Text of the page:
A strange sense of relief and perplexity filled my mind as the screen faded to black and the credits rolled. While I was trying to override any bias I carried into watching “Ghost in the Shell,” the new sci-fi action film starring Scarlett Johansson, two contradicting emotions battled for dominance in my mind: irritation and another underlying layer of irritation fueled by the undeniable fact that the movie manages to pull off its tangled mess of a plot as something marketable, and—to an extent—enjoyable.
Heck—they took my money, and all I could do was stare back at a list of names that managed to deceive me into enjoying it. Crinkling my nose in the way one would when smelling something distastefully putrid—in this case, being a classic Hollywood bastardization load of b.s.—I admitted defeat, and ultimately came to a consensus of the film’s unquestionable potential.
After about 50 seconds of logos, “Ghost in the Shell” builds slowly, teasing and flirting with what seemed to be an indefinite checklist of blockbuster movie tropes—i.e., a gradual loss of innocence felt by an angsty main character with a tragic backstory to an awkward “oh-shoot-the-bad-guy-isn’t-actually-the-bad-guy” plot twist.
In spite of all this, I quickly shed my criticisms for a few reasons. One of the many things director Rupert Sanders attempts to do is maintain an audience of both science-fiction fans and the cult-following of Mamoru Oshii’s 1995 adaptation.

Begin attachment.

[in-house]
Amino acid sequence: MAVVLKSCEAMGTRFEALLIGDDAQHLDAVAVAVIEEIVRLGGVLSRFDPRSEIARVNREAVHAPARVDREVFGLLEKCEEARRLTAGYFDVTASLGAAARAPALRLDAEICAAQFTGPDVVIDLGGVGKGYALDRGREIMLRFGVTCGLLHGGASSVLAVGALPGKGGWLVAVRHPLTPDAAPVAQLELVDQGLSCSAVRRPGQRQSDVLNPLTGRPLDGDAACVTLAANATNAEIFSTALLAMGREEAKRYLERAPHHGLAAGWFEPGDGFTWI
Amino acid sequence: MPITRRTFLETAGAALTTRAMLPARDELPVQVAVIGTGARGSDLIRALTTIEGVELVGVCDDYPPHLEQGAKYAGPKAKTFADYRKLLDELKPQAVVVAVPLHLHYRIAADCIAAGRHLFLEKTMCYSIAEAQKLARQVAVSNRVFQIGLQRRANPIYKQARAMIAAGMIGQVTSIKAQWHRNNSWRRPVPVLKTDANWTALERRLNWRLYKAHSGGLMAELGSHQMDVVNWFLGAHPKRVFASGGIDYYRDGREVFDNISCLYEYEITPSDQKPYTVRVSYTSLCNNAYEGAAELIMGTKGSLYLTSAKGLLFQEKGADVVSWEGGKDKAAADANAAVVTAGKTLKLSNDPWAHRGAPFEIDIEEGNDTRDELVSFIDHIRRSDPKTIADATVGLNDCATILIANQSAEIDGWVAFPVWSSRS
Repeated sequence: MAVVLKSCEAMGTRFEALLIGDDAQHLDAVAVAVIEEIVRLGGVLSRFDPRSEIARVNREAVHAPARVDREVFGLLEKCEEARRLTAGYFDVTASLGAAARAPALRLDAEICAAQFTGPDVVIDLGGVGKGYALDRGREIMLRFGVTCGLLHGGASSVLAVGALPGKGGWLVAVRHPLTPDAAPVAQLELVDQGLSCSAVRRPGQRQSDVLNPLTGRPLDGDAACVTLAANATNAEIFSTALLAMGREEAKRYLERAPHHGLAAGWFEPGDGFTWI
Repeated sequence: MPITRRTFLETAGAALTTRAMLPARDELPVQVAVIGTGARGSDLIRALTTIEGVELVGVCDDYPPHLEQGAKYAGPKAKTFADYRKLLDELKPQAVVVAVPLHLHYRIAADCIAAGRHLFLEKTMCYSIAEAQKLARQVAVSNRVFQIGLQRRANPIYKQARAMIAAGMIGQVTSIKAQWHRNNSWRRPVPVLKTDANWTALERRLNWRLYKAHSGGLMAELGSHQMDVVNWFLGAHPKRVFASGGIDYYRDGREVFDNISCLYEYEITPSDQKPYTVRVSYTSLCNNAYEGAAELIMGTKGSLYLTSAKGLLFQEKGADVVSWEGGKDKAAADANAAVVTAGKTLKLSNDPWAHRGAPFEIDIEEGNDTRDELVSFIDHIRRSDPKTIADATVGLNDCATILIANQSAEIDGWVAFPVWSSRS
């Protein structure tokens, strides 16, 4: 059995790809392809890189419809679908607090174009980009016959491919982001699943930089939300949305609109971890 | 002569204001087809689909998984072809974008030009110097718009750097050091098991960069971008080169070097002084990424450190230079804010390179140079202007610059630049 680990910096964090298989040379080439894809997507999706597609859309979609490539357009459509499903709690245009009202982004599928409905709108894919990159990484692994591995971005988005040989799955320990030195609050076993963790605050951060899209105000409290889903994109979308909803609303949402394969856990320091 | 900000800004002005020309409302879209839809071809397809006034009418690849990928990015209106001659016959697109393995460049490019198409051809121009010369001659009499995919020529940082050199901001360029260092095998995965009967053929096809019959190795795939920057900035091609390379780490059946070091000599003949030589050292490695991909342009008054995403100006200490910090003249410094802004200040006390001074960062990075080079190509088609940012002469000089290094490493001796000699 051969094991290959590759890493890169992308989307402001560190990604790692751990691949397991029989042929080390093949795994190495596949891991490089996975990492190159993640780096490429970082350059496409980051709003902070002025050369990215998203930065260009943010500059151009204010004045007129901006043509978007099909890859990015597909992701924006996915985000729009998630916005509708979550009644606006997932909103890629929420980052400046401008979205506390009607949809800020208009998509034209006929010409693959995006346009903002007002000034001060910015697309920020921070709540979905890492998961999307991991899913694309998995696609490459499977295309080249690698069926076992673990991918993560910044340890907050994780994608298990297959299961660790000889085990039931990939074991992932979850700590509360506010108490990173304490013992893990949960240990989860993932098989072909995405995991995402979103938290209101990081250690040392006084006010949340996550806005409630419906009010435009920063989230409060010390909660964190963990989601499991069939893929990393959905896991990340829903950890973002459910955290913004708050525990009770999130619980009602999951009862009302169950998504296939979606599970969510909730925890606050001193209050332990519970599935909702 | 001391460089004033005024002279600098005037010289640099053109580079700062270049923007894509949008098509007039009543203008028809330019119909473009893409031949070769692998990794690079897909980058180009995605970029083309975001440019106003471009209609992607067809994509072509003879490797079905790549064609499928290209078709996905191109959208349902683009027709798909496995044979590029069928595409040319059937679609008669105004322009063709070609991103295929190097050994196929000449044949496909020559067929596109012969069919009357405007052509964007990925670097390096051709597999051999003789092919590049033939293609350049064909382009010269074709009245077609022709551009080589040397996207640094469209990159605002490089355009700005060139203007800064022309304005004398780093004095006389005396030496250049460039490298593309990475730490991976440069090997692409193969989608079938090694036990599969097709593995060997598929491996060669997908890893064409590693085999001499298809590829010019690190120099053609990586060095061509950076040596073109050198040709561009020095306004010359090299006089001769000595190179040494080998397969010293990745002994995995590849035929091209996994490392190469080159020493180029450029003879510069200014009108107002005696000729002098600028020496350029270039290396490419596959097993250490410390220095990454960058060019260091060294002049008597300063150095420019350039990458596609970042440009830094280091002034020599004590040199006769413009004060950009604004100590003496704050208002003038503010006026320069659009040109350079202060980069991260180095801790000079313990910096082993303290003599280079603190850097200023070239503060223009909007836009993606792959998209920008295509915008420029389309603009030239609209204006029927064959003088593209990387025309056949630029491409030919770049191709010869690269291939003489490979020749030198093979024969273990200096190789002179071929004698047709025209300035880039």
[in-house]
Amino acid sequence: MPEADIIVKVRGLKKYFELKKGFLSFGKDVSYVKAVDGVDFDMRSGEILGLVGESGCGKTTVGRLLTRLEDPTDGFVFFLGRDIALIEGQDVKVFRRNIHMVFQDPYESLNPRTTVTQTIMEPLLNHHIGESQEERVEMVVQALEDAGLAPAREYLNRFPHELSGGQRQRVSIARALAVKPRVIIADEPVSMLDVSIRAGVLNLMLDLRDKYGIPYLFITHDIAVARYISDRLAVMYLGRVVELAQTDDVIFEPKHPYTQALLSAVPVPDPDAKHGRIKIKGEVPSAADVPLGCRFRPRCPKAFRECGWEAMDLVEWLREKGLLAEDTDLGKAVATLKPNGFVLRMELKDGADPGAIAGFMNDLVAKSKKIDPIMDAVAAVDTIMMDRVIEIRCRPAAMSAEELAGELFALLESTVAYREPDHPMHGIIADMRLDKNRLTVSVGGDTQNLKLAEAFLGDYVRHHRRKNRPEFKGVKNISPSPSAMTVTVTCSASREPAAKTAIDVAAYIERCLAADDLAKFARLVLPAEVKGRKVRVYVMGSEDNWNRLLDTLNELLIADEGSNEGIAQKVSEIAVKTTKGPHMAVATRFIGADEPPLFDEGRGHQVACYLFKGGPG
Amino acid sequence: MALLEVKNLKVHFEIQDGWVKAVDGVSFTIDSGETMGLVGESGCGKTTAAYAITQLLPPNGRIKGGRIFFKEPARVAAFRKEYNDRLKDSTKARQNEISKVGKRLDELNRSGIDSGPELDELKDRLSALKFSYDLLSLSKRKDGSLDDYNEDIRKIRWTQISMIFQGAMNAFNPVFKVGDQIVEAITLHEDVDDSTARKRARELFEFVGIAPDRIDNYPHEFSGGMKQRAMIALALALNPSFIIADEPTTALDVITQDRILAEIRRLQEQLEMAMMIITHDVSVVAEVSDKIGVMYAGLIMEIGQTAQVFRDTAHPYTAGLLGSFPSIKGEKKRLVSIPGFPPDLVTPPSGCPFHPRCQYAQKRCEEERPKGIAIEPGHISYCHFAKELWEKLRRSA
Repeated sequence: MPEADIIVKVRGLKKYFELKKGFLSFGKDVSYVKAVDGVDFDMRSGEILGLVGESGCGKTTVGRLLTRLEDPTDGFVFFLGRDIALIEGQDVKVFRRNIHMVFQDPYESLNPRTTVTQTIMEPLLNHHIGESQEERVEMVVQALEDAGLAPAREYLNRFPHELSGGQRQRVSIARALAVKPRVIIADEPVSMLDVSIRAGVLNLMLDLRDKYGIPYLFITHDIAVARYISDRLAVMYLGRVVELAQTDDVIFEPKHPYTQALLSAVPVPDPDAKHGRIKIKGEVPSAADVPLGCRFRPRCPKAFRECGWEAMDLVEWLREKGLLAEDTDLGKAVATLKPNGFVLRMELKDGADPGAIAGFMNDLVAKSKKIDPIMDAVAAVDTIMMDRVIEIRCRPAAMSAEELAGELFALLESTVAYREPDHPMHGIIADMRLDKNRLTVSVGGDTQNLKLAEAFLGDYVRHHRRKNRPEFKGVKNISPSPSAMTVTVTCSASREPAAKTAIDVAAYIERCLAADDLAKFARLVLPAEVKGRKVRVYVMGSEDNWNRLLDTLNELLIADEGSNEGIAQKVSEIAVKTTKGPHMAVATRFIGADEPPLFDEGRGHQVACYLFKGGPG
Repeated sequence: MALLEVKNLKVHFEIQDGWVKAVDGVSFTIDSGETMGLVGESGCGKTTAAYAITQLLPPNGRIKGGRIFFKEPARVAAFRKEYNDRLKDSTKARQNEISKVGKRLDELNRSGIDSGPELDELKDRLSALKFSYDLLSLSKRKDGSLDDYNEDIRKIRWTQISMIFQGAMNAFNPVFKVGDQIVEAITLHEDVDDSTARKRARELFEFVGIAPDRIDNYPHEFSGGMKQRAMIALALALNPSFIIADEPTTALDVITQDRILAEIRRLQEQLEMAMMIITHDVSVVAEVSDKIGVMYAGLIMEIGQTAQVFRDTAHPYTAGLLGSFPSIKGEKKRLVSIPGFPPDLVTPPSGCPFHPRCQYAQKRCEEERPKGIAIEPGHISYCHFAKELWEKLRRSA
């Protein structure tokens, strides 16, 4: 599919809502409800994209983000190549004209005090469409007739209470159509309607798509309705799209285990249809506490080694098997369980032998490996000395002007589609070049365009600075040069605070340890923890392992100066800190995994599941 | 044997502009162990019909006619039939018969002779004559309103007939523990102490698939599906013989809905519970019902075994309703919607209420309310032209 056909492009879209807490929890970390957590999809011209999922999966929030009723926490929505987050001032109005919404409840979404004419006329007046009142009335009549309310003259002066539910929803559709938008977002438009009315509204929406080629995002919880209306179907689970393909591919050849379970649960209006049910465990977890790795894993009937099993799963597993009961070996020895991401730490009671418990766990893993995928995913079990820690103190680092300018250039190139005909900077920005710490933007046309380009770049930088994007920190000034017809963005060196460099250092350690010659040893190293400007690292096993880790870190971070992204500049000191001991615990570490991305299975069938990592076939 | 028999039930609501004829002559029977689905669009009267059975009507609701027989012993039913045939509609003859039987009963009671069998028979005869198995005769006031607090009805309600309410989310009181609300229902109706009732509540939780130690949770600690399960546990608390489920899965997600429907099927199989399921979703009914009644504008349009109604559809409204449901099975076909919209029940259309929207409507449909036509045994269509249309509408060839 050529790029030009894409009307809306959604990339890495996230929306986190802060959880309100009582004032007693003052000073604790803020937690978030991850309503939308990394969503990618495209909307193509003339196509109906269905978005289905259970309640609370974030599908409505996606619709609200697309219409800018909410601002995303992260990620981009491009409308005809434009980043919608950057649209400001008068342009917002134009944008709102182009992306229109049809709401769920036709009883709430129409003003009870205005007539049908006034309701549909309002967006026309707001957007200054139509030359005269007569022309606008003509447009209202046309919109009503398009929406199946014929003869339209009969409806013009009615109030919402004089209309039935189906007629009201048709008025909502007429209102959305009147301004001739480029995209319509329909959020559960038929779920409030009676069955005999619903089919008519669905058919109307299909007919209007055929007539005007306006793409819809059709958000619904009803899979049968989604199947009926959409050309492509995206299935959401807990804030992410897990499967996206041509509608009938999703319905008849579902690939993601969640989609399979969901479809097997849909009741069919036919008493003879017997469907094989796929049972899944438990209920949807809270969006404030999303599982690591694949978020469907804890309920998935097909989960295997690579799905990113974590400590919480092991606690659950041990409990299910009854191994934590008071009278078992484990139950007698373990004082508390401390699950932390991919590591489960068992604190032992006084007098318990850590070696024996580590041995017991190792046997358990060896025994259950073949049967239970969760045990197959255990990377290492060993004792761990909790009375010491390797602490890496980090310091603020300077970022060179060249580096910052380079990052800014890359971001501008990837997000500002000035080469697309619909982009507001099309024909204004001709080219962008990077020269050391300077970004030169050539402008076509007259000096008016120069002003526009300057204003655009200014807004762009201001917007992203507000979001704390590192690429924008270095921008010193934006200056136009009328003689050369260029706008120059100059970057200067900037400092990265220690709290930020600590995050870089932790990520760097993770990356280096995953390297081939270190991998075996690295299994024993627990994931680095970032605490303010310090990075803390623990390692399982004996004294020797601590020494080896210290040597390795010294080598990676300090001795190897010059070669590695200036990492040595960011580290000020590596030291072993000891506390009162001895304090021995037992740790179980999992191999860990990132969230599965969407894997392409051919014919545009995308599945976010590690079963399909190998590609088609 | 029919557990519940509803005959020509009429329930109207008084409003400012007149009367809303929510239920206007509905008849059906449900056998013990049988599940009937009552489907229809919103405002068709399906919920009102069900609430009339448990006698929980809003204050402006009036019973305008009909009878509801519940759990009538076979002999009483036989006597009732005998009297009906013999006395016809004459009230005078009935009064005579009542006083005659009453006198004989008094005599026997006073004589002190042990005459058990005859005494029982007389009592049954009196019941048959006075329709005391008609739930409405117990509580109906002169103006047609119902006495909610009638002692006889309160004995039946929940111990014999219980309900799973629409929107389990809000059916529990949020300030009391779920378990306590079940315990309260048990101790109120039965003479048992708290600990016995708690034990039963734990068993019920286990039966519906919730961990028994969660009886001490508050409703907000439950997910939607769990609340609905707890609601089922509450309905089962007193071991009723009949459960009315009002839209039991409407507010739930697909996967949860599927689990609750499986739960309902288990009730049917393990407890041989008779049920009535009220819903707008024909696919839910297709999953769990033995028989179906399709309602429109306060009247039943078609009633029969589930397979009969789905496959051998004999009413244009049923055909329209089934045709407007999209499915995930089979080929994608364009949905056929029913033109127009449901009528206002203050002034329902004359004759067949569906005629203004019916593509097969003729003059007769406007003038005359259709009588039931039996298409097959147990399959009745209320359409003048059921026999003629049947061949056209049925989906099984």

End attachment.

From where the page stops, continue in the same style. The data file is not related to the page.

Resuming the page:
From camera angle to the usage of special effects, many elements of the original are encompassed in multiple scenes, but quickly become tedious and overkill once every other frame is submerged in a chaotic swirl of fluorescent tube lighting, plastic sheeting and voxelated kaiju hologram ads into an overwhelmingly budget-consuming aesthetic.
Even though it brought the man sitting right of me to sleep, much of the expository cinematography is tastefully shot in terms of frame composition and lighting, but had me wondering how much of their budget was dedicated to shooting bird’s-eye-view cityscapes.
Despite the impressive visual stimuli, the plot lies in a strange, disfigured state. The film attempts to tackle the original’s psychologically dense plotline which stems around the Major’s (Johansson) struggle of purpose and questions of origin, but fails to assert any meaningful motive on any of the characters’ part.
With that said, there’s a frustrating absence of personality by all means, and—as good as Scarlett Johansson is at furrowing her brows and violently convulsing into epileptic fits—there’s simply little to chew on with the staleness of her preternaturally blank disposition.
At the end of the film, she regains some of her humanity, but at the expense of the viewer’s, leaving me feeling as apathetic and detached as the Major has been in 70 percent of the film.
The irony being, then, that “Ghost in the Shell” might end up being a movie where there’s only a withered ghost of a concept with endless potential masked by a shell of nothing but visual effects and gunplay. If nothing else, at least it lives up to the title.